The Periodic Table of the Elements

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Podcast Transcript

You’ve seen it in your science classroom, and there was probably a copy of it on the inside cover of your chemistry book. Maybe if you are a real nerd, you might even have your own personal copy. 

Yet its very creation was a revolutionary breakthrough that helped scientists and generations of students understand the very things which make up our world. 

Learn more about the Periodic Table of the Elements and how it helped explain the natural world, on this episode of Everything Everywhere Daily.

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This episode is sponsored by Audible.com

My audiobook recommendation today is Periodic Tales: A Cultural History of the Elements, From Arsenic to Zinc by Hugh Aldersey-Williams.

Like the alphabet, the calendar, or the zodiac, the periodic table of the chemical elements has a permanent place in our imagination. But aside from the handful of common ones (iron, carbon, copper, gold), the elements themselves remain wrapped in mystery. We do not know what most of them look like, how they exist in nature, how they got their names, or of what use they are to us. Unlocking their astonishing secrets and colorful pasts, Periodic Tales is a passionate journey through mines and artists’ studios, to factories and cathedrals, into the woods, and to the sea to discover the true stories of these fascinating but mysterious building blocks of the universe.

You can get a free one-month trial to Audible and 2 free audiobooks by going to audibletrial.com/EverythingEverywhere  or clicking on the link in the show notes.

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The very first elements were discovered by early humans. The very first ones were all metals. Copper, lead, iron, silver, and gold were some of the very first ones that humans recognized.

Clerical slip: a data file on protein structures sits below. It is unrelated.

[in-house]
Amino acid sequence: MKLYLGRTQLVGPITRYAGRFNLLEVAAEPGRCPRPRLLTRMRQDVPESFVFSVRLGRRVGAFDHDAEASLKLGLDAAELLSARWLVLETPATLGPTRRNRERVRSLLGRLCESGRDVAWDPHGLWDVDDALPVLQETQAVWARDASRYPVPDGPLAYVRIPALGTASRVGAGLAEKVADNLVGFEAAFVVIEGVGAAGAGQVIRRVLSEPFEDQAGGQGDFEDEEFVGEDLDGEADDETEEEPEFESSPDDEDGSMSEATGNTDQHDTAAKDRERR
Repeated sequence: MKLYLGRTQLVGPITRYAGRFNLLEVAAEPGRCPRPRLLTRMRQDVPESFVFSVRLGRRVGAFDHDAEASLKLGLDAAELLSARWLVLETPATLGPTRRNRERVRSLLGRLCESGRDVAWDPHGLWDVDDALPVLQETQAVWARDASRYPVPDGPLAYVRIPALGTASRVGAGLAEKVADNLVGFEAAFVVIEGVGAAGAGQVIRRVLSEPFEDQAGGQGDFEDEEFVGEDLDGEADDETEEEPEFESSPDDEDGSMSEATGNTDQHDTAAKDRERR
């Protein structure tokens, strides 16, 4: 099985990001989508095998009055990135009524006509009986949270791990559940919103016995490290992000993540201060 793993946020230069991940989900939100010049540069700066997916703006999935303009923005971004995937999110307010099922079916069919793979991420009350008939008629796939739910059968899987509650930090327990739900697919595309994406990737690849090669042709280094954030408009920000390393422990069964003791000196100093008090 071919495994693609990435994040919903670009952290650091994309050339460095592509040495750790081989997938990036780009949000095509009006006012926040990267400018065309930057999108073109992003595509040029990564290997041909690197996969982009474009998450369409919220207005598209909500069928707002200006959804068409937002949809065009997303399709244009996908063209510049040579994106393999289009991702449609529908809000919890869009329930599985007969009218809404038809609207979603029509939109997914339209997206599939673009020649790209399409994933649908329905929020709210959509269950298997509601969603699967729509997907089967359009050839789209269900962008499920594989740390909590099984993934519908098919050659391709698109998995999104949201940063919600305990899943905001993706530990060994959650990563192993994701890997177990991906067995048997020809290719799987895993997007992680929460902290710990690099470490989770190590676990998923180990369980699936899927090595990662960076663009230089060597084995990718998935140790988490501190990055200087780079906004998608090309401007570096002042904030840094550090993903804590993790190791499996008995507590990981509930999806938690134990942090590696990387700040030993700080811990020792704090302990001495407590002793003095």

They had no clue what an element was or an atom, but they knew it was a thing, and they knew that one thing like copper was different than another thing like iron. 

By the time the end of the 18th century rolled around, American was a newly independent country, and they were a little over two dozen known elements at that time.

In 1789, a French chemist by the name of Antoine Lavoisier made the first systematic attempt at trying to list all of the known elements. He came up with a list of 33 elements and grouped them by known attributes. He primarily divided them into metals and non-metals. 

Unfortunately, many of his elements weren’t really elements. He included things like light, heat which weren’t even physical things. 

However, he did get one thing pretty much right. He defined an element as something which could not be broken down any further. 

Today we call them atoms. 

As the 19th century began and chemistry became more sophisticated and analytical, there was a rush of new element discoveries. Dozens of new elements, usually rarer ones, were discovered in the first half of the 19th century. 

In 1829, German chemist Johann Wolfgang Döbereiner got a little closer. He noticed that many of the elements that displayed similar properties could be grouped into threes and that the atomic weights of the elements were all next to each other. 

Over the next few decades, as more elements were discovered, chemists noticed that there were patterns with how elements bonded to each other. For example, carbon could bond to four hydrogen atoms, or it could bond to two oxygen atoms.  

However, all of the attempts to try to organize all of the known elements didn’t work. It seemed to make sense in bits and pieces, but when you tried to put it all together, nothing seemed to work. 

In 1860, a conference was held in Germany on the subject of atomic weights. They determined that hydrogen had an atomic weight of 1, and that every other element would be measured in comparison to it. 

In 1862, a French geologist named Alexandre-Émile Béguyer de Chancourtois came really close when he noticed that there was a periodicity of the elements. This was a huge step forward in understanding how everything fit together, but it wasn’t quite there yet.

He proposed organizing them in the form of a helix or a screw. 

The 1860s saw several other attempts at organizing the elements, and each attempt brought something new to the table which helped describe the elements in relation to each other. 


There was one problem that no one had figured out. 

The big breakthrough in the organization of the elements came from a Russian chemist named Dmitri Mendeleev. 

In 1869 he published his table in which he used rows and columns to organize the elements by atomic weight.  He would start a new row when attributes started to repeat.